Acorn Rain

Much to my amazement, when I turned to Kathleen Kudlinski’s “The Naturalist” column  on Sunday, I found that what I witnessed in the Maine woods this September has a name:  Acorn Rain.

Here is Kay’s revelation of what’s going on behind the scenes, as published in the New Haven Register:

Plunk! Plop! Gee whiz! Some acorn season this is!

Last year our oaks made only a handful of acorns on each tree. This year, the sound of acorns falling punctuates our lives 24/7. Acorns crunch underfoot with every step down our stone path, the grass looks beaten down, and the dog has given up lying in the yard. It is too dangerous. Plop! Thunk! Yelp!

When a tree produces a ridiculously abundant crop of nuts, it is called a “mast” year. One tall mature oak tree can produce almost 1,000 pounds of acorns in one growing season during normal weather conditions. Pines, oaks, chestnuts, spruce, walnuts, beech — all operate on the bounty-or-bust system. But why?

Predator saturation. Most of us think of predators as animals such as coyotes, fishers or hawks. They chase and eat other animals for a living. From an oak tree’s point of view, gray squirrels are predators, too. In their scenario, squirrels are vicious monsters who scurry after and eat every baby oak tree (read: acorn) they can find. That’s why, for most years, only a few acorns are produced.

Many acorns are snatched from the tree by those nasty squirrels or vicious, predatory birds like blue jays before they fall. Only a few acorns hit the ground under the trees. Ferocious turkeys, sap-thirsty mice and cruel deer snap up the rest. Populations of these “seed predators” are more or less in balance with an average year of nuts.

But 2010 is no average year. There are just not enough animals to eat all the acorns during a mast year, when acorns lie ankle-deep under most trees. The situation ensures that many acorns live to get planted. Some have a chance to get started as seedlings.

Fallen acorns don’t just lie there, helpless. They’re encased in a tough seed coat, for starters. But there’s more: The seeds are poisoned. Many plants use chemical weapons that are repulsive to animals. Acorns come flavored with tannin, a bitter compound we use to tan hides.

Tanning a hide means soaking a soft, flexible, tender skin in tannins to produce shoe leather, among other things. Tea plants use tannin, too, to protect their leaves. In tiny amounts, it flavors your cup of tea. You and I, and all other animals, have a delicate and tender lining to our intestines through which we absorb dissolved food. Carbohydrates and other nutrients in food are not absorbed if a diet is high in tannins. Makes sense; your gut couldn’t sop up anything if its soft lining was tanned into shoe leather.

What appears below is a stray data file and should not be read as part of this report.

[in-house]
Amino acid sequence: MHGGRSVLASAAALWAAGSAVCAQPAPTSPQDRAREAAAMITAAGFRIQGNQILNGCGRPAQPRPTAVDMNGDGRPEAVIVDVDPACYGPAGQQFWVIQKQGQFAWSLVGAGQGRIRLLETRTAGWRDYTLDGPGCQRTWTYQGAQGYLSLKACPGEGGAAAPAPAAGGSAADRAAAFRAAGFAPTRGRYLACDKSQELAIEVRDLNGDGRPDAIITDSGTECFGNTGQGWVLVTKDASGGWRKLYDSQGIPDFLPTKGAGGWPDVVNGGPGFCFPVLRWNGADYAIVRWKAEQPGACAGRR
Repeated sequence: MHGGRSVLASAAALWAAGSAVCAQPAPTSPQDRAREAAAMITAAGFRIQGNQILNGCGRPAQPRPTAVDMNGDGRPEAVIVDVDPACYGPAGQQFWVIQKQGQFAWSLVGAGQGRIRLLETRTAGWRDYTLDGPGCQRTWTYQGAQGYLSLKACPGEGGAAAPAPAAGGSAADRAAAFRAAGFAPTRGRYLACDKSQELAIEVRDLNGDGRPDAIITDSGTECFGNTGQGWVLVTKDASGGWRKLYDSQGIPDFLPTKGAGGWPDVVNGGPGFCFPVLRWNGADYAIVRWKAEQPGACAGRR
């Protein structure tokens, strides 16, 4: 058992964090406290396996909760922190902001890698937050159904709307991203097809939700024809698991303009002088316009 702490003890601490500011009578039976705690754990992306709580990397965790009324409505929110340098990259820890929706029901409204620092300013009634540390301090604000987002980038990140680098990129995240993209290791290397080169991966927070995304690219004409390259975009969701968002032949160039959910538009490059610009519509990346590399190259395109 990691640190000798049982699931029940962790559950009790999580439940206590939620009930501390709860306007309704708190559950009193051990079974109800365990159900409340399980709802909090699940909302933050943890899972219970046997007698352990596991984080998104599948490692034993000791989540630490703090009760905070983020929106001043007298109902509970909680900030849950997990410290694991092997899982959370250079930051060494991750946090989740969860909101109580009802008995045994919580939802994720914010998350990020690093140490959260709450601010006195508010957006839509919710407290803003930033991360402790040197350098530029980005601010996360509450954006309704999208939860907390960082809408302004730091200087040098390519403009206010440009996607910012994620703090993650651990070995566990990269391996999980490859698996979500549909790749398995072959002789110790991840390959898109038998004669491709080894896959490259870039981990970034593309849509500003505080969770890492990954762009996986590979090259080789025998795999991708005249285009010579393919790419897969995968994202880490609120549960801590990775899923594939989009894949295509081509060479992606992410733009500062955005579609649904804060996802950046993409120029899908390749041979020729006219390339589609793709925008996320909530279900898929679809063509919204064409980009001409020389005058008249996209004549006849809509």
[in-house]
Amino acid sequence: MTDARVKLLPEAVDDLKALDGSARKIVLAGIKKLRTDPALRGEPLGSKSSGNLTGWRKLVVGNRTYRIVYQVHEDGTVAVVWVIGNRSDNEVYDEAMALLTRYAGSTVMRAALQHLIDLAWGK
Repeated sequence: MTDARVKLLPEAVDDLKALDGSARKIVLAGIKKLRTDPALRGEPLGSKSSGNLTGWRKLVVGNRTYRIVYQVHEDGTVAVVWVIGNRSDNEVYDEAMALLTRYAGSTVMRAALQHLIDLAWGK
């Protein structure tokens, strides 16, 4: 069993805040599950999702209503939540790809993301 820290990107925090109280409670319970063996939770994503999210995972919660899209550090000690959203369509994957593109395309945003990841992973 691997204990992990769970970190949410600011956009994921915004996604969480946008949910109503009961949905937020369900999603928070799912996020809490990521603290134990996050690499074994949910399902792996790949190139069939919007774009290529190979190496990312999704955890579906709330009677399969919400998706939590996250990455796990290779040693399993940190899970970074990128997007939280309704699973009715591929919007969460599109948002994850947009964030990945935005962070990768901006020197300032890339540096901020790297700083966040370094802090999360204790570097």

A few acorn predators have digestive systems that can handle tannins. Some even break them down into harmless chemicals. This chemical warfare has been waged for eons. The plants develop a defense; the animals adapt. The plants who come up with a new defense thrive — until their predators evolve again to overcome the problem.

Many animals let themselves go, and just gobble acorns in a mast year. Sure, they lose some nutrients because of the tannins, but they make up for it in the sheer volume of acorns eaten. So deer, squirrels, quail, jays and many other ferocious predators eat as many acorns as they can, often leaving them for a few weeks on the ground before they eat them. The resting period allows the seed coat to crack and some of the tannins to leech out. If you want to eat acorns, you, too, need to crack them open and soak or boil for a while. Acorn preparation is clearly explained at

Pointy-leafed red oaks make the bitterest acorns. White oak acorns are the lowest in tannins and, from some trees, are almost sweet enough to nibble as they fall. You might decide to try one as they fall all around. It boils down to one question: Do you feel lucky? Plunk!


Kathleen Kudlinski’s “The Naturalist” column is a regular feature of the New Haven Register Sunday edition.  This column was published on September 26, 2010 and I’ve reprinted it here with permission.  Kathleen’s excellent blog is The Pondside Place at


About John Wackman

A writer since I learned to hold a pencil (no, not like that...hold it like this!). Long-time writer/producer for television, now organizer of Repairs Cafes in the Hudson Valley (13 & counting!) -- Program Manager of Solarize Hudson Valley, non-profit, state supported, community sponsored renewable energy program. We're all re-inventing ourselves. It's a sci-fi world, isn't it?
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